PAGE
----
Two New York startups separately are bringing to market next-gen travel management-lite systems geared toward smaller companies. Reminiscent of Concur's use of TripIt, both revolve around emailed itineraries from travelers booking wherever they like.
Currently in beta tests, Rocketrip applies algorithms to industry data and considers client preferences to create what founder Dan Ruch describes as "a real-time budgeting platform." Travelers are encouraged to use the open market to beat pre-determined values (and send itineraries back through Rocketrip). When they do, they accrue points that can be redeemed for gift cards and prepaid cards. Ruch isn't shy to acknowledge Google's internal travel program as an inspiration.
Meanwhile, TripScanner's "open booking solution" also uses emails from travelers to track spending and alert managers based on various "policy parameters." TripScanner clients can receive "real-time policy alerts" when, for example, a traveler books an airfare over a certain dollar threshold. A monthly fee of $99 covers up to 100 itineraries.
Such technology addressing (or encouraging) open bookings also is being developed by more traditional management companies like Gant Travel Management and Short's Travel Management, and more is on the way.
TripScanner, which made public its system about a month ago, intends to provide its services to TMCs via a partnership program announced this week. According to founder and CEO Ethan Laub, TMCs can benefit by more easily capturing off-channel bookings and the TripScanner website notes a "potential competitive differentiator for customers/prospects with significant volume leakage."
TripScanner also wants to partner with "other B2B solution providers," including expense management companies that can sign up for "a turn-key travel management solution to market to their customers."
Laub said the company is "just beginning discussions with a few potential partners."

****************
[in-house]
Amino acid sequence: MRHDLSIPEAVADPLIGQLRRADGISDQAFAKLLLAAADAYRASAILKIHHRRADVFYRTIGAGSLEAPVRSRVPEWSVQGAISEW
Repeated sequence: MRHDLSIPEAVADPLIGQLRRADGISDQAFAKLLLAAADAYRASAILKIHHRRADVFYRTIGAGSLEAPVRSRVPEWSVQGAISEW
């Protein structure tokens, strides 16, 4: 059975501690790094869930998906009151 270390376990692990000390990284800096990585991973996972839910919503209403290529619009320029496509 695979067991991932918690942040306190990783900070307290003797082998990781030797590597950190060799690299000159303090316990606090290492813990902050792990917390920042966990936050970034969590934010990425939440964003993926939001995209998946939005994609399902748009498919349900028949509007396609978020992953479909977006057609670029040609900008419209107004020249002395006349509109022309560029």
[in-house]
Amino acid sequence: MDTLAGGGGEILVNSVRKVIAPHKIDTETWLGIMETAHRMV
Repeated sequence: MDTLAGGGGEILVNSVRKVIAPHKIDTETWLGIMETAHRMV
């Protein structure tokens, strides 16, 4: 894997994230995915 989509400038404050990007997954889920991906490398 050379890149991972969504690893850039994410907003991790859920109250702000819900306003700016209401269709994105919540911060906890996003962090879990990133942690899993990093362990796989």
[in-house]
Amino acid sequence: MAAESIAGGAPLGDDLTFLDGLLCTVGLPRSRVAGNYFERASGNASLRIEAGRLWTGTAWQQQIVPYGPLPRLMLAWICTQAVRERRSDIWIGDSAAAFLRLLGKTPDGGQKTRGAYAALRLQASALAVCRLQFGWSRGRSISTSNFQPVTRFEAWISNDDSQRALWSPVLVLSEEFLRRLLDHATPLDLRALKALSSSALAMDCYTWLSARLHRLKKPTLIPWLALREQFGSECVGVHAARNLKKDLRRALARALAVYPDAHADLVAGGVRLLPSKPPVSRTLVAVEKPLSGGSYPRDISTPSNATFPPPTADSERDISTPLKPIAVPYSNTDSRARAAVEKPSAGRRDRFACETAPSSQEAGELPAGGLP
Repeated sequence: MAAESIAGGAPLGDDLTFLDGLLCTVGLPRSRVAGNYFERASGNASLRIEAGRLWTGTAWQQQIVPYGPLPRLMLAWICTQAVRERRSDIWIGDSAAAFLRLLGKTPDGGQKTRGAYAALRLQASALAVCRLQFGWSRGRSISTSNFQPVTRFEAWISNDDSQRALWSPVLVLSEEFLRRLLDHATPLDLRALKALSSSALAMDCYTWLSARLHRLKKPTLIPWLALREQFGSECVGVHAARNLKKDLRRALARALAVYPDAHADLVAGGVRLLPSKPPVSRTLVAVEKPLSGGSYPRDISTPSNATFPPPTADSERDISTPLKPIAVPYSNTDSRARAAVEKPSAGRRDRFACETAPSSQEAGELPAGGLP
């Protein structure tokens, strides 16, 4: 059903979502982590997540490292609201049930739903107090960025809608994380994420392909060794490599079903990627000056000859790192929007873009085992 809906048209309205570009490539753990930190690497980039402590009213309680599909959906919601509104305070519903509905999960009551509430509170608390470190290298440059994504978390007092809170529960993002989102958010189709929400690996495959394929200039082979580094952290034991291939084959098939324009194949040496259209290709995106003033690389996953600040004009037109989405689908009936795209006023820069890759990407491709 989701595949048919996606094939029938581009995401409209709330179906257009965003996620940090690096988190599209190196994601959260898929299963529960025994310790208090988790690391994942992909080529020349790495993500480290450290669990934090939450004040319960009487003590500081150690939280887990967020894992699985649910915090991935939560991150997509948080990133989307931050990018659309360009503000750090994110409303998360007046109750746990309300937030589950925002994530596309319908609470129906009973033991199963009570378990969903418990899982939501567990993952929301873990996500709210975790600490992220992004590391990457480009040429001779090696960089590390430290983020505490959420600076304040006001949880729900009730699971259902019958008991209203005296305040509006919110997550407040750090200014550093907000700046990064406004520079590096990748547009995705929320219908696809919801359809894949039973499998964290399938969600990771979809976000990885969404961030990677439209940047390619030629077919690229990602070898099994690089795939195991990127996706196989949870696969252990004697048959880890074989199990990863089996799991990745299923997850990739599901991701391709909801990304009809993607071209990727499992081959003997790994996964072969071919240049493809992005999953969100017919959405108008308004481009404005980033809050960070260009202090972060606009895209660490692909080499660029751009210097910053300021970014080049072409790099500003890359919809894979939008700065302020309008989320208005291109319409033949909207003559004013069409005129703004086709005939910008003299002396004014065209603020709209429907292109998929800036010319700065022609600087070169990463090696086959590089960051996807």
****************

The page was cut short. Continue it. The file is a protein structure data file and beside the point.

Rocketrip is a bit different. It does some of the same things as TripScanner__using emailed itineraries from the open market to help clients watch spending__but goes a step further by challenging travelers to beat what it determines to be fair market rates. Potentially a complement, it is positioned more as an alternative to a full-service TMC for fairly small companies.
"Offering employees the carrot rather than the stick is a really interesting idea that probably works at scale," Ruch said. Based on the companies with which he has explored the concept__he's been keying in on those with fewer than 500 employees__Ruch believes the end result is roughly a 20 percent reduction in T&E spending.
The algorithms it has created, paired with analytics to "understand what is fair and reasonable based on a company's sensitivity," is Rocketrip's "secret sauce," according to Ruch. Company-specific preferences used to help determine that sensitivity may include coach versus business class, connecting flights versus nonstop, compact cars versus full-size, hotel tiers and other factors.
A corporate user cannot determine how many points employees receive based on their booking behavior. "It's up to us," Ruch said. He explained that if organizations make their own decisions, it creates "outstanding liability" on their balance sheets or P&Ls in the form of "these sort of weird outstanding employee credits that basically lead to undermining the system in the first place because there is a natural motivation on the part of the company to try to prevent redemption. We absolve the company of the responsibility."
Rocketrip was incubated at Genacast Ventures, a partnership between entrepreneur Gil Beyda and Comcast Ventures. It has raised north of $500,000 in a convertible note from a round of friends and family funding. Ruch noted that he and the rest of the company's team have no travel background, an "intentional design because frankly most of the business travel solutions in the market are fairly antiquated. We want to come at this from a fresh perspective."
Like with TripScanner, a next potential step for Rocketrip is to integrate with expense management software. The idea, Ruch said, is to create something of an end-to-end solution and make expense report filing "supremely easy."